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Sometimes a bad job interview doesn’t mean you were a bad job interviewee.
This is a guest post by Will Kerr. If you’d also like to guest post here on JobMob, follow these guest post guidelines.
When you’re preparing to launch yourself into the lion’s den of a job interview, you’ll usually be entirely focused on your own performance, from planning out your dress, to ensuring you’ll look your best, to perfecting your handshake.
While all of these preparations are undoubtedly vital, they make it all too easy to lose track of the fact that an interview is a dialogue and, by its very nature, is not all about you.
Unfortunately, how well you interview is only half the equation. You also have to hope you get an interviewer who knows what they’re doing.
As someone who’s been on both sides of the table, it becomes immediately obvious when you’ve been lumped with an inexperienced interviewer.
This is never ideal, but, as long as you are able to recognize the traits of a bad interviewer, you can take action to make sure that, in spite of them, you still manage to give the best possible account of yourself.
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Here are some 3 common scenarios that can arise with a poor interviewer and tips for handling them:
If you’ve ever interviewed for a fairly high pressure role, or one that requires a good deal of assertiveness, you’ve probably been on the end of interviewing tactics designed to weed out those who are too passive to succeed.
One classic example of this is where an interviewer remains almost silent, an aggressive technique that can make those of a nervous disposition feel uneasy and lead to them babbling on. Indeed, the police even use this method in interrogations.
Of course, this is the preserve of experienced interviewers who know exactly what they are looking for. At the other hand of the spectrum, as you might expect, you’ll often find an inexperienced interviewer doing the exact opposite; talking endlessly (possibly as a result of their own nervousness) to the point that you’re struggling to even get a word in.
In some cases, you may feel that this is because the job is in the bag and they’re desperately trying to sell its appeal to you, but this a dangerous assumption to make. Even if your interviewer doesn’t seem overly concerned to hear more about your credentials, you owe it to yourself to make sure that they have the necessary evidence to make an informed choice when, hopefully, they offer you the post.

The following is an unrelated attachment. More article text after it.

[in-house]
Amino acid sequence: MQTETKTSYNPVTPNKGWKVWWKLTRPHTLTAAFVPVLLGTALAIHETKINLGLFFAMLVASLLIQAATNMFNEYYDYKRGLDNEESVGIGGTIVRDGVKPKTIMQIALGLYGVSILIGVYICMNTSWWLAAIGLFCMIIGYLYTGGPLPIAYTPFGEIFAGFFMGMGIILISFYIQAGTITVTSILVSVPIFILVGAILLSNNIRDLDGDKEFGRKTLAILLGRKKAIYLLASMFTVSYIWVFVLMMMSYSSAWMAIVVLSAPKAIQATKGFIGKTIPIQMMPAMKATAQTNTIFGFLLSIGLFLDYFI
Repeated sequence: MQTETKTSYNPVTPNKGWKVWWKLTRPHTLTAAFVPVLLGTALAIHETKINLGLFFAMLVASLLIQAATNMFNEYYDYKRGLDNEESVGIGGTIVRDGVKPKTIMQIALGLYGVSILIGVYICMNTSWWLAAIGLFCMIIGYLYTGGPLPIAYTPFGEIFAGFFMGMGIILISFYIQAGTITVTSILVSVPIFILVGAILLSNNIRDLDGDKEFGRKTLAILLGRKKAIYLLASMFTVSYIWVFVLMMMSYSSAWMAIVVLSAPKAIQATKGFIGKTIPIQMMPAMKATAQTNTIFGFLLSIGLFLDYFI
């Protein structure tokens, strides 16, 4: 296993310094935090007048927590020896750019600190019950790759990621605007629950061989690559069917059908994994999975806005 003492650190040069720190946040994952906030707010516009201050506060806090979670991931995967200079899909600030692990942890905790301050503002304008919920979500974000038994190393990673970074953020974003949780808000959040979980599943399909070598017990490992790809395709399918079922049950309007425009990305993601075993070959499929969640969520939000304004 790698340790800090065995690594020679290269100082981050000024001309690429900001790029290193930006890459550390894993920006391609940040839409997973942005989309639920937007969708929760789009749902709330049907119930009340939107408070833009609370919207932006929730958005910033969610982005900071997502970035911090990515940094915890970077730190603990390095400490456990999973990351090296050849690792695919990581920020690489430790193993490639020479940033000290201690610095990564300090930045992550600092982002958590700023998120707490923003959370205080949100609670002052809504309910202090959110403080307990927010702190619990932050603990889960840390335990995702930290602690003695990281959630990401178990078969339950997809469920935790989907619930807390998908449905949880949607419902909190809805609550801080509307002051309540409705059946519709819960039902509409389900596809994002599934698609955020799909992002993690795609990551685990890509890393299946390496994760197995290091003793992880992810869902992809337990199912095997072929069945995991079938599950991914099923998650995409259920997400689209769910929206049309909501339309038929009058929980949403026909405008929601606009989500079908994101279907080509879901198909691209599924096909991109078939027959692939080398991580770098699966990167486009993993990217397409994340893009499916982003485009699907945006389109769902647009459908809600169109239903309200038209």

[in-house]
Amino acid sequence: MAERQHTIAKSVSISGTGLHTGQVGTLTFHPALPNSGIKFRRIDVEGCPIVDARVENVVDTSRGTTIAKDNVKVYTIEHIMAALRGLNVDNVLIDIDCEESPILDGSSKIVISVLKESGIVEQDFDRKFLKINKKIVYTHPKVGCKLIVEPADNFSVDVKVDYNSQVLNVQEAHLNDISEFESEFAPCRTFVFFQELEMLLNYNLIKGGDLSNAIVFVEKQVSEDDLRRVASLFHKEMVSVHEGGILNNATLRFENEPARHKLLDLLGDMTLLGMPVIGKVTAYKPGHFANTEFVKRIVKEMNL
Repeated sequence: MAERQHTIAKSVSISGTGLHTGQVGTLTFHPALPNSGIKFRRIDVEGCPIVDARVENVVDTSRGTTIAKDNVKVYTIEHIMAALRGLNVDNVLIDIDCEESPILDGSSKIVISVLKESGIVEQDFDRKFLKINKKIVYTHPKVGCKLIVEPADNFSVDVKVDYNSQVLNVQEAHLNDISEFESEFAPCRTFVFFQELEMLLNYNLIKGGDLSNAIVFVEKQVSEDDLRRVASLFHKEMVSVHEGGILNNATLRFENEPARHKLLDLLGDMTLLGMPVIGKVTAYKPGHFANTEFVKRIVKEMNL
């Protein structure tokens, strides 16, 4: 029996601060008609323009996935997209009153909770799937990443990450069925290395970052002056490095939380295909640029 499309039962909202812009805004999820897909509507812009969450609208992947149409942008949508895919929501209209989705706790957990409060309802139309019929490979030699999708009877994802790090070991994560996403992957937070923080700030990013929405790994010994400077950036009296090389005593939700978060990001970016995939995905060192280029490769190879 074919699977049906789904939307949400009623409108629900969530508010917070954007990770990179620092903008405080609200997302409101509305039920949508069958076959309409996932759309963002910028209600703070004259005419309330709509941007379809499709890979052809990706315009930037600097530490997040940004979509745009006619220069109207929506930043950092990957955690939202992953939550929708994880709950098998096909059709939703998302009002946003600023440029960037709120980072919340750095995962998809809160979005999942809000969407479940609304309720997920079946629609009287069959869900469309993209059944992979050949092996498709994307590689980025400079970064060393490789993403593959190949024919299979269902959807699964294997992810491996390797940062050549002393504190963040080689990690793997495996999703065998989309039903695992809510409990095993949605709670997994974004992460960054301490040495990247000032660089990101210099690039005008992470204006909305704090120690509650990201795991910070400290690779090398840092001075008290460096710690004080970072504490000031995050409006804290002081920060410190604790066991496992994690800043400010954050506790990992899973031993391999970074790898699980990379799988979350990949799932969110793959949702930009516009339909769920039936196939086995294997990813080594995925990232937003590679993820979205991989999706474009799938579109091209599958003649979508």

There is nothing more disheartening than going into an interview, only for it to soon become clear that your opposite number isn’t 100% clear on who you are, and isn’t particularly familiar with your resume. Indeed, in some cases, where a department is trying to fill multiple vacancies simultaneously, it’s not unheard of for an interviewer to be a little hazy as to which role the candidate in front of them is actually applying for.
Alternatively, you might be lucky enough to be one of selected few candidates being interviewed for a high level position, a role which requires senior staff to be present at interview. In this case, you can find your interviewer is clearly distracted by their many other concerns, recruitment not being their primary responsibilities.
Either way, you’ll have your work cut out for you. In some cases you’ll have to simply remember that, in giving your answers, you cannot assume the level of knowledge from your interviewer that you may have expected. So, for example, if you give information in reference to something listed on your resume, make sure they actually know what you’re talking about.
If you really feel the situation is hopeless, do not be afraid to ask if they’d prefer to reschedule. As long as you pose the question in a polite manner, it won’t reflect badly on you, and even seem considerate. Besides, if it’s come to that, you don’t really have anything to lose.
Many people, when placed in a situation that they are not completely comfortable with, can respond by bluffing bravado. Interviewers lacking in experience are far from immune to this.
This is worth bearing in mind if you’re sensing a combative atmosphere in your interview, if your opposite number interrupts you midway through a response, or openly contradicts you for instance. Whether this is a deliberate ploy, or a sign or nerves, your only option is to keep calm and carry on.
One great way of doing this is to have a glass of water to hand. Even if you’re not thirsty, taking a sip is a great way to give yourself a little time to surreptitiously keep your cool and order your thoughts.Free Bonus
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Will Kerr has enjoyed a fruitful career in recruitment and writes about his experiences in order to help job seekers progress their careers. You can read more of his work over at www.job-centre-vacancies.co.uk.
Question of the article
What was your most memorable interview with a bad job interviewer? Tell us in the comments.
Job Search Expert, Professional Blogger, Creative Thinker, Community Builder with a sense of humor. I like to help people.
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